citizen based journalism

Tick tock, tick tock

Time and social media

I haven’t been so hot on the blogging recently (half finished drafts sat in my WordPress app I realise don’t count!) but I vow to get back on the wagon. And the reason for my lack of published posts? Social media! Ironic you may say.

I’m having a pretty exciting time at work – social media has now taken over all that I do, and I couldn’t be more pleased, I LOVE it. But, it has meant a lot of long days and no time for blogging, tweeting or finding the twenty-or-so new social networks that have probably come out since my last post.

And with that, I get to the point of this post (and begin to contradict myself…) – time and its relationship with our online behaviour.

More often than not, we face objections to actually doing social (from our peers, clients, and even that voice inside our head) in the form of one of the following:

  • I don’t have enough time in my day to do social
  • Social media is too instantaneous and real-time; it scares me
  • I won’t be able to respond or engage with the community in the real-time manner that is required by social media
  • I can’t see the ROI on the necessary time I’ll need to invest to make social a success

I could write a blog post on each of these alone, exploring the reasons why, in fact, none of these are valid reasons to not do social (duly noted that I used the first one in my opening paragraph…) However, I think when faced with these oppositions, the best thing to do is flip it on its head. Let’s not think of reasons why we can’t do it; let’s think of reasons why we can’t NOT do it. And that of course is just a confusing way of saying, you have to do it.

It was a few months back now, but something I saw that really said to me who was leading the way in terms of understanding and integratng social into their business, was (perhaps surprisingly) the recruitment initiative run by Pizza Hut, ‘Because I’m Great’. This was a complete 180 on the traditional interview – a live LinkedIn review was conducted right before a 140 second interview took place. No paper CV, no half an hour presentation, just 140 short seconds to demonstrate why you have what it takes to be the head of digital. And the reason? To demonstrate an understanding of the short amount of time we now have to grab people’s attention and convince them to take action. And of course using Twitter’s 140 character limit as a rule of thumb for the time constraint. I personally think it’s brilliant.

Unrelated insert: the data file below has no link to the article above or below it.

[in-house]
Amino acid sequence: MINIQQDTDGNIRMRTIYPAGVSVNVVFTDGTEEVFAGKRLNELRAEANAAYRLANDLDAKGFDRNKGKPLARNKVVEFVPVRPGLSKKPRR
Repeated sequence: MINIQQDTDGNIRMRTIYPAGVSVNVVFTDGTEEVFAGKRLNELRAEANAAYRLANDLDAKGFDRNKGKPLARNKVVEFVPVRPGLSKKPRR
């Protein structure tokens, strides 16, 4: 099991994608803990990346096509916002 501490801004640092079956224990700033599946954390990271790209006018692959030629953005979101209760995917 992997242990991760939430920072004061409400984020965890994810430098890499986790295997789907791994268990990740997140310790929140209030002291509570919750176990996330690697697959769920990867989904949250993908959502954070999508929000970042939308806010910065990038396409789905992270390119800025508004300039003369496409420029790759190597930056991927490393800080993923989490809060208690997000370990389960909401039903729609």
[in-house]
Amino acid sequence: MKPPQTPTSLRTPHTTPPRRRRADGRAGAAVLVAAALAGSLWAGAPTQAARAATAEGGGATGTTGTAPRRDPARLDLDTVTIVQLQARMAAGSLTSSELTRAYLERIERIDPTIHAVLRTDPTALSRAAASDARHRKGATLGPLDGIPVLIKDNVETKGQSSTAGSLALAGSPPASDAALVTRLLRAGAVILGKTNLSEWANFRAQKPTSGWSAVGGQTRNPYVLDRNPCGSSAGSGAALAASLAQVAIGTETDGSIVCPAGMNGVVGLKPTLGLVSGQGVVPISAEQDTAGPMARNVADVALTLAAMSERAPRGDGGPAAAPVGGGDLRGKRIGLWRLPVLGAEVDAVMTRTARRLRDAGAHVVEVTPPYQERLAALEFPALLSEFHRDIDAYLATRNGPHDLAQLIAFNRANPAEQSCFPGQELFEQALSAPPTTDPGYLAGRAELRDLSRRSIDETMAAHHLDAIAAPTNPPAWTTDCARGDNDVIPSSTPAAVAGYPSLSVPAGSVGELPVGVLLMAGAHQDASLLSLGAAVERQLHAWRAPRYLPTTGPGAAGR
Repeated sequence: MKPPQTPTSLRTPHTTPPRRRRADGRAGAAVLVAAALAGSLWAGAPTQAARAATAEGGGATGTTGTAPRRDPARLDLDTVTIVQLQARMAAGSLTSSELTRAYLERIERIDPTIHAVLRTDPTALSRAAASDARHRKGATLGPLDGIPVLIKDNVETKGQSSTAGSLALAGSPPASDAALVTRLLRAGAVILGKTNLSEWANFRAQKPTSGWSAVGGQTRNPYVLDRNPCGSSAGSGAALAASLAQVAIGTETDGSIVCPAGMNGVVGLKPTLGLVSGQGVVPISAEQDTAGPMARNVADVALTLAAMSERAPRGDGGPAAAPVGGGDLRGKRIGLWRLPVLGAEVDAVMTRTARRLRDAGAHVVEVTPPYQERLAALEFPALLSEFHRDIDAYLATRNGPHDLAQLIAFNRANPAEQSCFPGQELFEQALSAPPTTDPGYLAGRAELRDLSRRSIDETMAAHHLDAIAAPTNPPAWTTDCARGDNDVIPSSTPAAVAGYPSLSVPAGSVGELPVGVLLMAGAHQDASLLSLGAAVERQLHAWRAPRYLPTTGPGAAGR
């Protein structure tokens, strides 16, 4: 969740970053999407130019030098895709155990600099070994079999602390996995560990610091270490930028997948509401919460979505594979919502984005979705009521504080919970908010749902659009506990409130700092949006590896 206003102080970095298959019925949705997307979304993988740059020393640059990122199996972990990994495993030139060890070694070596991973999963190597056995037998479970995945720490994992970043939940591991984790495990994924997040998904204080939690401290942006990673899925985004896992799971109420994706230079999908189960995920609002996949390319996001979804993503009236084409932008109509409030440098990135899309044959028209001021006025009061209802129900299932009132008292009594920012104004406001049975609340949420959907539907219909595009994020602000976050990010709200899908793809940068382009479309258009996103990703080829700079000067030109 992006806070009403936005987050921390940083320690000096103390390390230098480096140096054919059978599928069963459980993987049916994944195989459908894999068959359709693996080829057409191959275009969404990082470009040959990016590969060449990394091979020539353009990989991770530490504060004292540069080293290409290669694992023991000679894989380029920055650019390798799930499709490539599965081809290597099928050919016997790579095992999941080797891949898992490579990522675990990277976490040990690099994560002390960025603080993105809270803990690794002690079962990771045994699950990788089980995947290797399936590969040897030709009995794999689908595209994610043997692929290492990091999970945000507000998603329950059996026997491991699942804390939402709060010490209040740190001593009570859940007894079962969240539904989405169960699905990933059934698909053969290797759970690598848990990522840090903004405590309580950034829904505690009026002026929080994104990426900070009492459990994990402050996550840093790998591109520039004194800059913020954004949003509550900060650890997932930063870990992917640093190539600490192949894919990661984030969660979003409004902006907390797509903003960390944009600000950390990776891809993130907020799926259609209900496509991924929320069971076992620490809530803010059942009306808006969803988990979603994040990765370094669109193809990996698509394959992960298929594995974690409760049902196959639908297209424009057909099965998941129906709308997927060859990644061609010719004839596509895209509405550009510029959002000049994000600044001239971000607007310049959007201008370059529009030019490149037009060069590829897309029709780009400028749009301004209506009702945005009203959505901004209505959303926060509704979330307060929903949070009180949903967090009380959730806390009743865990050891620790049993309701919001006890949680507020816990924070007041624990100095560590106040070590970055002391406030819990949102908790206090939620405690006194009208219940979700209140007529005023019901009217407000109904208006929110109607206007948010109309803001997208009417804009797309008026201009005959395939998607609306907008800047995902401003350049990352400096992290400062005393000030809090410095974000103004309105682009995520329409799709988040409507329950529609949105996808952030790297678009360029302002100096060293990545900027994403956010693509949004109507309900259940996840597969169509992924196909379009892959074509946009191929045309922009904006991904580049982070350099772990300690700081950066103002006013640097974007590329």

So back to my original point. If Pizza Hut get the importance of doing social to such an extent that it even impacts their recruitment process, then so should the rest of us. This initiative also goes to show how time doesn’t have to be a barrier to doing social – if we can now recruit our most senior staff in 140 seconds, we can certainly put out a few tweets.

On to the next point about the instantaneous nature of social and the potential risks involved. I again urge anyway quoting this as a reason, to flip it on its head and understand the value of a instantaneous communications tool. The best way to rationalise this is thinking back a few weeks to the birth of Prince George. If my office were to be used as a representation of the British population as a whole, then all 65 million of us  were glued to @ClarenceHouse awaiting the announcement with baited breath. As soon as they knew, we knew. As soon as we knew, all of our followers knew. And so went the spiral until everyone knew about the arrival of the next King.

This demonstrates how important social media can be from a business perspective – using it as a word of mouth marketing tool, but on steroids. Of course, we have to think of the flip-side of this, when things can go horribly wrong and spread like wildfire through the social space. But that’s where you get a good PR agency, a good social media team and a robust issues management plan (get in touch if you’re interested…!).

So to end, I think this quote from Aaron Lee really sums up both the necessity for using social media, and also the need for consideration of time in all its various meanings: